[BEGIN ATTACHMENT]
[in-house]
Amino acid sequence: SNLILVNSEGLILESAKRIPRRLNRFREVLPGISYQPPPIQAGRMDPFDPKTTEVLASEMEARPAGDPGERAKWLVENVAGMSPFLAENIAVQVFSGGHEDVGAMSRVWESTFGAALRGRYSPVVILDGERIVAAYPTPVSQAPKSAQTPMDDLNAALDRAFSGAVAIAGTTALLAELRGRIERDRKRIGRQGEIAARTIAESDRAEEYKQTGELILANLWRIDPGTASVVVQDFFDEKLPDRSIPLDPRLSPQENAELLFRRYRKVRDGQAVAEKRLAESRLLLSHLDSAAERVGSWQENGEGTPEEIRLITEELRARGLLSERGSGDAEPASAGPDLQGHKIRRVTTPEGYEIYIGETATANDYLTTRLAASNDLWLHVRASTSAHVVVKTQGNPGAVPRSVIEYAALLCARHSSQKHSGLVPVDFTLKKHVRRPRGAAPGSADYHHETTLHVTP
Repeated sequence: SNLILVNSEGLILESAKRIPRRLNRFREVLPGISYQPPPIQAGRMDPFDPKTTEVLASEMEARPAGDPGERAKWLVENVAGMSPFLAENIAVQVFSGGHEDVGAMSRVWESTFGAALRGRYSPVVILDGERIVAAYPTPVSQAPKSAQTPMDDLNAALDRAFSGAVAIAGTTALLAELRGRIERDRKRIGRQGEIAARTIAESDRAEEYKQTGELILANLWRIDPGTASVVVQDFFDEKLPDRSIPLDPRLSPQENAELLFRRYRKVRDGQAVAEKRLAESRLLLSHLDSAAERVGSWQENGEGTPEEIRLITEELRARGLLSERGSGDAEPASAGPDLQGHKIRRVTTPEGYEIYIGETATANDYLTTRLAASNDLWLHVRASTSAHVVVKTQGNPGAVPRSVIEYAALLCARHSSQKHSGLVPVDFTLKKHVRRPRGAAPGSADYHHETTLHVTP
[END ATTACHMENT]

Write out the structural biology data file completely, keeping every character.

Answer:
[in-house]
Amino acid sequence: SNLILVNSEGLILESAKRIPRRLNRFREVLPGISYQPPPIQAGRMDPFDPKTTEVLASEMEARPAGDPGERAKWLVENVAGMSPFLAENIAVQVFSGGHEDVGAMSRVWESTFGAALRGRYSPVVILDGERIVAAYPTPVSQAPKSAQTPMDDLNAALDRAFSGAVAIAGTTALLAELRGRIERDRKRIGRQGEIAARTIAESDRAEEYKQTGELILANLWRIDPGTASVVVQDFFDEKLPDRSIPLDPRLSPQENAELLFRRYRKVRDGQAVAEKRLAESRLLLSHLDSAAERVGSWQENGEGTPEEIRLITEELRARGLLSERGSGDAEPASAGPDLQGHKIRRVTTPEGYEIYIGETATANDYLTTRLAASNDLWLHVRASTSAHVVVKTQGNPGAVPRSVIEYAALLCARHSSQKHSGLVPVDFTLKKHVRRPRGAAPGSADYHHETTLHVTP
Repeated sequence: SNLILVNSEGLILESAKRIPRRLNRFREVLPGISYQPPPIQAGRMDPFDPKTTEVLASEMEARPAGDPGERAKWLVENVAGMSPFLAENIAVQVFSGGHEDVGAMSRVWESTFGAALRGRYSPVVILDGERIVAAYPTPVSQAPKSAQTPMDDLNAALDRAFSGAVAIAGTTALLAELRGRIERDRKRIGRQGEIAARTIAESDRAEEYKQTGELILANLWRIDPGTASVVVQDFFDEKLPDRSIPLDPRLSPQENAELLFRRYRKVRDGQAVAEKRLAESRLLLSHLDSAAERVGSWQENGEGTPEEIRLITEELRARGLLSERGSGDAEPASAGPDLQGHKIRRVTTPEGYEIYIGETATANDYLTTRLAASNDLWLHVRASTSAHVVVKTQGNPGAVPRSVIEYAALLCARHSSQKHSGLVPVDFTLKKHVRRPRGAAPGSADYHHETTLHVTP